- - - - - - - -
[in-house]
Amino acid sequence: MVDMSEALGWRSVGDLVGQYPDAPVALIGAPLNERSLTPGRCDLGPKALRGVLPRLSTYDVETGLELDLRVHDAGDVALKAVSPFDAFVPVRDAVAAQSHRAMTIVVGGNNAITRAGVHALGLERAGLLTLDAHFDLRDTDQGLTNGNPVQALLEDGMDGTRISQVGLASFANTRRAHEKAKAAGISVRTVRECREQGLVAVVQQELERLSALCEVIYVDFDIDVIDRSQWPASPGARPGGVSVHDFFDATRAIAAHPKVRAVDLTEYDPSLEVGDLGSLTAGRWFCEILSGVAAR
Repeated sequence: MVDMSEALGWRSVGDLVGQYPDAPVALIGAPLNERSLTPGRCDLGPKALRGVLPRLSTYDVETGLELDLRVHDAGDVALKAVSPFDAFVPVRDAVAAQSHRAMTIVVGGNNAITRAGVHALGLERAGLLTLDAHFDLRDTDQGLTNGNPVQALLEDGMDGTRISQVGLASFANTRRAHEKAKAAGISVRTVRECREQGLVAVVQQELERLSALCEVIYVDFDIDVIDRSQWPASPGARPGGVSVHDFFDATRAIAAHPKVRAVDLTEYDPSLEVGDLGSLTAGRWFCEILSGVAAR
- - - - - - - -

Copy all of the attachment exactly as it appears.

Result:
[in-house]
Amino acid sequence: MVDMSEALGWRSVGDLVGQYPDAPVALIGAPLNERSLTPGRCDLGPKALRGVLPRLSTYDVETGLELDLRVHDAGDVALKAVSPFDAFVPVRDAVAAQSHRAMTIVVGGNNAITRAGVHALGLERAGLLTLDAHFDLRDTDQGLTNGNPVQALLEDGMDGTRISQVGLASFANTRRAHEKAKAAGISVRTVRECREQGLVAVVQQELERLSALCEVIYVDFDIDVIDRSQWPASPGARPGGVSVHDFFDATRAIAAHPKVRAVDLTEYDPSLEVGDLGSLTAGRWFCEILSGVAAR
Repeated sequence: MVDMSEALGWRSVGDLVGQYPDAPVALIGAPLNERSLTPGRCDLGPKALRGVLPRLSTYDVETGLELDLRVHDAGDVALKAVSPFDAFVPVRDAVAAQSHRAMTIVVGGNNAITRAGVHALGLERAGLLTLDAHFDLRDTDQGLTNGNPVQALLEDGMDGTRISQVGLASFANTRRAHEKAKAAGISVRTVRECREQGLVAVVQQELERLSALCEVIYVDFDIDVIDRSQWPASPGARPGGVSVHDFFDATRAIAAHPKVRAVDLTEYDPSLEVGDLGSLTAGRWFCEILSGVAAR